Attention minor league teams of North America. Keep doing what you were doing. As you were. Do not change a thing.
People might say they are tired of the antics. The circus-like atmosphere of some semi-pro sporting events often rub old-school fans the wrong way. Some, like an uncle of mine, yearn for the old days. All he wants during stoppages of play is an ambience of organ Cracker Jack hawkers. And that is fine.
But sports is a business. And at the minor league level, it’s tough to create good business. Fans have a difficult time attaching themselves to a roster that will lose and gain a handful of players per week. Many teams, such as our fair Falcons of Springfield, belong to parent organizations that play in a different region or time zone.
So how do they herd people through the turnstiles? The Portland Sea Dogs have a lobster toss during the third inning. The Manchester Monarchs have mullet night, saluting the king of the hairstyle, Barry Melrose.
The Worcester Sharks get “Gronk’d.”
When Eric Lindquist, Public Relations Director of the Worcester Sharks, heard that Patriots tight end Rob Gronkowski was fined for a touchdown celebration, a light bulb went off. The Sharks offered to pay the fine if Gronkowski would perform his customary touchdown spike celebration at center ice with a burnt biscuit, in place of the customary puck drop.
Ten thousand dollars was raised for charity; any attendance record that stood before was instantly shattered by the 10 thousand plus present. Lindquist jokingly mentioned a possible raise in his future. Or maybe he wasn’t joking.
At the same time, Worcester added to a fan base that they have been building from scratch since its inception six years ago. With all NHL-bound players headed to the other side of the country, Worcester was able to localize their product.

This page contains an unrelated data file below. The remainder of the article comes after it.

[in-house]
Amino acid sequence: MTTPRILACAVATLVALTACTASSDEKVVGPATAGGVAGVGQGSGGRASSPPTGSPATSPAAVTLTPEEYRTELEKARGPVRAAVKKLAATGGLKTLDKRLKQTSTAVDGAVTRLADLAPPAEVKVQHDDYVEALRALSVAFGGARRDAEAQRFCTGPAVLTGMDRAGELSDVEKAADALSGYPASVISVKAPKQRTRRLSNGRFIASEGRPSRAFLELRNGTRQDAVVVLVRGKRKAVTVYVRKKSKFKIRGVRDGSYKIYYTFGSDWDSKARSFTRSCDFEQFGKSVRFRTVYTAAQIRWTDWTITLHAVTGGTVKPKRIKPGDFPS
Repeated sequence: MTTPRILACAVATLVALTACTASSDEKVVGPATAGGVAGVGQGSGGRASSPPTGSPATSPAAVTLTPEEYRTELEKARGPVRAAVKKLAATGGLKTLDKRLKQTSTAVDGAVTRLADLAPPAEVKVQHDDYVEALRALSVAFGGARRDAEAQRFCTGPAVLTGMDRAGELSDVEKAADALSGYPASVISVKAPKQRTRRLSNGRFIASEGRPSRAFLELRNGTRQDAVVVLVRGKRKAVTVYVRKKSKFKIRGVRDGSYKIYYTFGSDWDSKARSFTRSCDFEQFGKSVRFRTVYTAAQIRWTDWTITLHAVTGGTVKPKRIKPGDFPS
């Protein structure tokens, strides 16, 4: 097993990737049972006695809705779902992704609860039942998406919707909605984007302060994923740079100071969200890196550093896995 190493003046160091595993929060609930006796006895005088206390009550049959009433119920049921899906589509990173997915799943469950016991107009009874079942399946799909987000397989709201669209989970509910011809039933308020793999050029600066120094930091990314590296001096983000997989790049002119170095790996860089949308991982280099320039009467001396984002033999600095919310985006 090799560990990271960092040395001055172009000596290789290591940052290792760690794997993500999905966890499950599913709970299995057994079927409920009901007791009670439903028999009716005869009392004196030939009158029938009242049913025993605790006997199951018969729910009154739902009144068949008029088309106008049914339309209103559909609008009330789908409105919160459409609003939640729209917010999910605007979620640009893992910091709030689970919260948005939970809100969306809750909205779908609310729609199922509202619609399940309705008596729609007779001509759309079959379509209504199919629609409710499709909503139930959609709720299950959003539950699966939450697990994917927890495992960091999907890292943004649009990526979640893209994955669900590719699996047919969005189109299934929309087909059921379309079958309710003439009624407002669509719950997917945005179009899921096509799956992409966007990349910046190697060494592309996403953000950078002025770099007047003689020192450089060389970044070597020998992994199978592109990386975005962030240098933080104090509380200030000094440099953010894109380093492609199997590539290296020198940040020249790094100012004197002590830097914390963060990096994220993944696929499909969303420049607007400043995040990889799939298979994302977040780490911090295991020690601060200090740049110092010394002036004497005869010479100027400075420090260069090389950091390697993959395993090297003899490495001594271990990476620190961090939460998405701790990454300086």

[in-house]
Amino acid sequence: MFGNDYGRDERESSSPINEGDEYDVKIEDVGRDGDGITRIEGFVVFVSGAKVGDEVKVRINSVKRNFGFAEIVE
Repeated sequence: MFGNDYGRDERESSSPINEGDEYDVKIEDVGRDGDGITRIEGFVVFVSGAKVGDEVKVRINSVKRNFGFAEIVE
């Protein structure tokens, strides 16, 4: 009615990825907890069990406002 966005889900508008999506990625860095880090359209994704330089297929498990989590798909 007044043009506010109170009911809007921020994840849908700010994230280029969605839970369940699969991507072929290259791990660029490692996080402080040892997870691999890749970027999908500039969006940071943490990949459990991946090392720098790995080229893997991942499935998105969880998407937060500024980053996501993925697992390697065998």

In less than a season, Gronk toppled formidable followings of Red Sox and Celtics, and became a local folk hero. And here he was saluting Sharks fans, bragging about breaking the ceremonial puck in their building. For at least an evening, New England’s spotlight shined upon the DCU Center and the Worcester faithful.
Who knows where to draw the line when it comes to the promotions? At what level do you keep kids from racing Marvin the Marlin around the bases during the ninth inning? Double A, Triple A, or is there even a place for it in the Major Leagues? Bill Veek and the Chicago White Sox managed to destroy Comiskey Park on “Disco Demolition Night.” It might have been regarded as a colossal failure, but looking back in the rearview mirror, would you want a front office to lack creativity and innovation?
The old timers are right. There is too much music that is often heard during play at D-League games and too much tireless screaming of emcees over the stadium loud speakers. But is the team striving and begging for your attention? And when Rob Gronkwoski shows up in town, for ten bucks a seat, its almost impossible to look away.
Ryan Matlack can be reached at email@example.com